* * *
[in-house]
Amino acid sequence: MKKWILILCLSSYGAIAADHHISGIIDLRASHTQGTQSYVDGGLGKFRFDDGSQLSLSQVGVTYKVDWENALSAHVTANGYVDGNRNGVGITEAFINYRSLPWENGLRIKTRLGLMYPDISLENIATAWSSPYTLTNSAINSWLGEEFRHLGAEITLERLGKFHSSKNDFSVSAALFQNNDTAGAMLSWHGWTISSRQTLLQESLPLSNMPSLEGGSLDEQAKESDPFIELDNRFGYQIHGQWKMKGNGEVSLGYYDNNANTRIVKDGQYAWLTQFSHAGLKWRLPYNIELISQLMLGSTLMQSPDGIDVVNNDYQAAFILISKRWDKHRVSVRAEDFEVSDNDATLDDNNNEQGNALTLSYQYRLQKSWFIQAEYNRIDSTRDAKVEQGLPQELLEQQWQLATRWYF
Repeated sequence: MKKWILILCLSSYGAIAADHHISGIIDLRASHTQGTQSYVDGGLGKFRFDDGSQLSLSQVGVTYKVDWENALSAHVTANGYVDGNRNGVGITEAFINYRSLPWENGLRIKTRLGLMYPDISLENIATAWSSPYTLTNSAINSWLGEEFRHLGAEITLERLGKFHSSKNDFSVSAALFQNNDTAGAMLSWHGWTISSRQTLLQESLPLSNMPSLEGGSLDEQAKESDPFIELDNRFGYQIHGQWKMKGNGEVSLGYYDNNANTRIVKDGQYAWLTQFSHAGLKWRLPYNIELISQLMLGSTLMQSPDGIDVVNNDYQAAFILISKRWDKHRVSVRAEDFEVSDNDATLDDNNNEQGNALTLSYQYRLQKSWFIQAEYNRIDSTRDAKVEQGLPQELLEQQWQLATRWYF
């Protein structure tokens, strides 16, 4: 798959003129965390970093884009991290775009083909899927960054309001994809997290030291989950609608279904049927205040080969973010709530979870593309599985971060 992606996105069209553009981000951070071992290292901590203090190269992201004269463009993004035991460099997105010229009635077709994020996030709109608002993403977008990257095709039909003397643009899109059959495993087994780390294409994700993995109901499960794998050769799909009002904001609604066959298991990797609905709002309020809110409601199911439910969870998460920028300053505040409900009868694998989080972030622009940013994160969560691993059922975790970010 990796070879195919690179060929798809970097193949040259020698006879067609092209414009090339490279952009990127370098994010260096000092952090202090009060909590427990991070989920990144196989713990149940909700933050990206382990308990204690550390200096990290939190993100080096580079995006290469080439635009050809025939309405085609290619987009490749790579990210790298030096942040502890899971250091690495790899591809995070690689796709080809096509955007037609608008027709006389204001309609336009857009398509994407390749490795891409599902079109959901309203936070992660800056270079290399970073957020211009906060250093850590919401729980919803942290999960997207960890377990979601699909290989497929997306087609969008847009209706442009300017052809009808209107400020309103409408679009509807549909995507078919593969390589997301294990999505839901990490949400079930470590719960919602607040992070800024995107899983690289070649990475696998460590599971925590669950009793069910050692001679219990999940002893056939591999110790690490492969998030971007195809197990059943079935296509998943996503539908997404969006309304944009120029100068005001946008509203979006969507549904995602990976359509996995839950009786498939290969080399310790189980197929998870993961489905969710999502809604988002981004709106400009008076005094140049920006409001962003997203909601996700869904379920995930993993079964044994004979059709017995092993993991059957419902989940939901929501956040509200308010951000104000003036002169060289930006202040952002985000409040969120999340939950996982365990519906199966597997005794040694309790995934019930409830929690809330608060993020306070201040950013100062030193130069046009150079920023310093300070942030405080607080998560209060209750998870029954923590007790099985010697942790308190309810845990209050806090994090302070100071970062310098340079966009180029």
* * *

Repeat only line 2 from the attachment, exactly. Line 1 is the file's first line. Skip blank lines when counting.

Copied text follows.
Amino acid sequence: MKKWILILCLSSYGAIAADHHISGIIDLRASHTQGTQSYVDGGLGKFRFDDGSQLSLSQVGVTYKVDWENALSAHVTANGYVDGNRNGVGITEAFINYRSLPWENGLRIKTRLGLMYPDISLENIATAWSSPYTLTNSAINSWLGEEFRHLGAEITLERLGKFHSSKNDFSVSAALFQNNDTAGAMLSWHGWTISSRQTLLQESLPLSNMPSLEGGSLDEQAKESDPFIELDNRFGYQIHGQWKMKGNGEVSLGYYDNNANTRIVKDGQYAWLTQFSHAGLKWRLPYNIELISQLMLGSTLMQSPDGIDVVNNDYQAAFILISKRWDKHRVSVRAEDFEVSDNDATLDDNNNEQGNALTLSYQYRLQKSWFIQAEYNRIDSTRDAKVEQGLPQELLEQQWQLATRWYF